Royal Government of Cambodia, UNICEF and partners join first workshop designed to tackle growing environmental risks to children
- Available in:
Phnom Penh, 5 December 2022 – 18 Ministries from the Royal Government of Cambodia joined with development partners at a technical workshop held last week in Kampong Cham, organised with support from UNICEF. The goal was to share knowledge and initiate action on growing environmental health risks faced by children. These risks include rising air pollution, exposure to toxic waste and materials, and environmental health hazards induced by climate change.
At the workshop, UNICEF presented estimates on environmental risk factors affecting children drawn from the global Toxic Truth research report released by UNICEF and Pure Earth in 2020. This included the finding that more than 50% of Cambodian children may have elevated levels of lead in their blood, a catalyst for further action that led to the workshop. Lead is a potent neurotoxin that can cause irreversible damage to the brains of children, leading to learning problems, poor academic achievements, mental health and behavioral problems, and diminished lifetime earning potential. As well as high levels of lead poisoning, Cambodia has the third highest levels of household air pollution in the Southeast Asian region.
Cambodia has made notable progress in recent decades in reducing child mortality rates. Under-five child mortality rates dropped from 124 deaths per 1,000 live births in 2000 to 16 deaths per 1,000 live births in 2021, based on preliminary data from the recent Cambodia Demographic Health survey. This progress has been made possible by development and economic growth led by the Royal Government of Cambodia, as well as increased investments to improve access to quality health care. Reducing environmental health risks is now needed to support better child growth and development so they can reach their full potential and reap the development gains of the country.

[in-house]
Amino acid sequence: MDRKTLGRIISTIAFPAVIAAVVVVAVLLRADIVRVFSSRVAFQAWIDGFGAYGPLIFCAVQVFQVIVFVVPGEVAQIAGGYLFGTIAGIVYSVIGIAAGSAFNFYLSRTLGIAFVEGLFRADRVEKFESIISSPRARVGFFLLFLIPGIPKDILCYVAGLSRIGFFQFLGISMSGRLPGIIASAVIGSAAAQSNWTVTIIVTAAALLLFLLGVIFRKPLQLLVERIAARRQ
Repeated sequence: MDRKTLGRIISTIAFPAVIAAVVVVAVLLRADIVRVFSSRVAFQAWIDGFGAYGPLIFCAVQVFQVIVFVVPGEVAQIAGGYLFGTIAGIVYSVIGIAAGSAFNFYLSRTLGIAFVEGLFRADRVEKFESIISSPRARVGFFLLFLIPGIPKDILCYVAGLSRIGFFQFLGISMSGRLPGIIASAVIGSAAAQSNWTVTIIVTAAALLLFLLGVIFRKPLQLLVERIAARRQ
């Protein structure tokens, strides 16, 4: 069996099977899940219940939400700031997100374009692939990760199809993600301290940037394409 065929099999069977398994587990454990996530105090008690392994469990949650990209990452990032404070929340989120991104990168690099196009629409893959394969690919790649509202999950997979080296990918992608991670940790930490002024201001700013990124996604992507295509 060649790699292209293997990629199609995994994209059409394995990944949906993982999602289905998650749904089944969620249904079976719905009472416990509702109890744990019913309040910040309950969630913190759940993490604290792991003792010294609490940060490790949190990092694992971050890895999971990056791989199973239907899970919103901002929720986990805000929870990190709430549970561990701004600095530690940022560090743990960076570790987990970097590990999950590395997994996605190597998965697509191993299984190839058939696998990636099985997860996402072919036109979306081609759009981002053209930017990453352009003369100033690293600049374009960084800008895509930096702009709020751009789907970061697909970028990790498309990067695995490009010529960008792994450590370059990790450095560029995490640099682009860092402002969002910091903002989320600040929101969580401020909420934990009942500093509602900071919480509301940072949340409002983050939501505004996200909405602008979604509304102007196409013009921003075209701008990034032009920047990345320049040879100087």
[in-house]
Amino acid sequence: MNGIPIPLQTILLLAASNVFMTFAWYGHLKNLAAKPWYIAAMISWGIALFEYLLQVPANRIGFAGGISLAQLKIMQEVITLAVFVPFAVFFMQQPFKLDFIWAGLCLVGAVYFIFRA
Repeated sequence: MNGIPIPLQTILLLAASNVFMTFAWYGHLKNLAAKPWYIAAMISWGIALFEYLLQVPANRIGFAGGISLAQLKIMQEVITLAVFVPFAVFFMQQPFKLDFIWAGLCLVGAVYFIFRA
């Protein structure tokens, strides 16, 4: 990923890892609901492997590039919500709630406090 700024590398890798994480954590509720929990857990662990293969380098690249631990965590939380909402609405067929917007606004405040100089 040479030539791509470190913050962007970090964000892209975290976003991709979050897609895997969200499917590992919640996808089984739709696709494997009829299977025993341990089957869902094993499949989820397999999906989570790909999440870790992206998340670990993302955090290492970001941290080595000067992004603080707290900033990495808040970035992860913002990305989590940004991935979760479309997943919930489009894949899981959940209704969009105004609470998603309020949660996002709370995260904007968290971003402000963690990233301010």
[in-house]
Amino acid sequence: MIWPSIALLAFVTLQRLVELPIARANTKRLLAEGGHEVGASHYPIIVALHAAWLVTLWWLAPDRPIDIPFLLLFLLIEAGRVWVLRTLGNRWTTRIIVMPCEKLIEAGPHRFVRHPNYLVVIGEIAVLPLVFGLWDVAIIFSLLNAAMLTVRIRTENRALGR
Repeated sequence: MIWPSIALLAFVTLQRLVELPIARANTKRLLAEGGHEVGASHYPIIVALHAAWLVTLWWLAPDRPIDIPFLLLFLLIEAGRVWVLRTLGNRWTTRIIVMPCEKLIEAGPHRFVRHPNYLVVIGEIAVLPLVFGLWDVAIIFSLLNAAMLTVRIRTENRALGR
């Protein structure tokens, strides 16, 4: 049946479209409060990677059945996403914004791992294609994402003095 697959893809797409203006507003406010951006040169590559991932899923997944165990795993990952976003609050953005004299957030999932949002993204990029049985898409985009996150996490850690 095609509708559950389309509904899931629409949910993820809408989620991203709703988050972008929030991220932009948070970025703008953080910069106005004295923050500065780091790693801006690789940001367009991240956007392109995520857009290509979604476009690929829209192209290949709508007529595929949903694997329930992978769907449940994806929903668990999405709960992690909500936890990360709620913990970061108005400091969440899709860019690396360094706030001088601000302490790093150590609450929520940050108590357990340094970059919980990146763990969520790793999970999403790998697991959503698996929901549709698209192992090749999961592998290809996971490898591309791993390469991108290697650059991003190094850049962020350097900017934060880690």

The Ministry of Health and UNICEF called for this technical workshop because stakeholders needed to better understand and discuss the scale of the environmental health problem. A total of 18 Ministries and several development agencies and NGOs participated in the workshop, with key speakers from the Ministry of Health, the Ministry of the Environment and UNICEF. UNICEF presented preliminary findings of its desk review on environmental impacts on children in Cambodia, which will inform additional research and policy development in this area. The desk review included findings around air pollution and levels of toxic metals, including concerning levels of lead in some children’s toys.
Dr. Kol Hero is the Director of Preventive Medicine Department at the Ministry of Health. He said “The environment and climate are important issues for the Government as they are having more and more of an impact on our people and our children. This workshop is one important step forward, convening partners to take stock of the situation and identify areas of further research needed to inform policy development in this area.”
Dr. Kol discussed existing policies around the environment and public health, and called on all parties to work together to increase knowledge on environmental health risks to guide future action. Several partners spoke about the risks of hazardous chemicals and toxic metals. UNICEF presented on the importance of healthy environments for children, and advocated for shifting towards more climate resilient health, education, and water, hygiene and sanitation systems.
“The right to health and development is one of children’s most fundamental rights,” said Dr. Anirban Chatterjee, UNICEF Cambodia’s Acting Representative.
“Today we came together to share our knowledge on the increasing climate and environmental health threats facing children, and commit to working together to collectively address these challenges. UNICEF will continue to work towards ensuring that children are at the heart of decision-making around environmental health.”
UNICEF promotes the rights and wellbeing of every child, in everything we do. Together with our partners, we work in 190 countries and territories to translate that commitment into practical action, focusing special effort on reaching the most vulnerable and excluded children, to the benefit of all children, everywhere.
For more information about UNICEF and its work for children, visit www.unicef.org.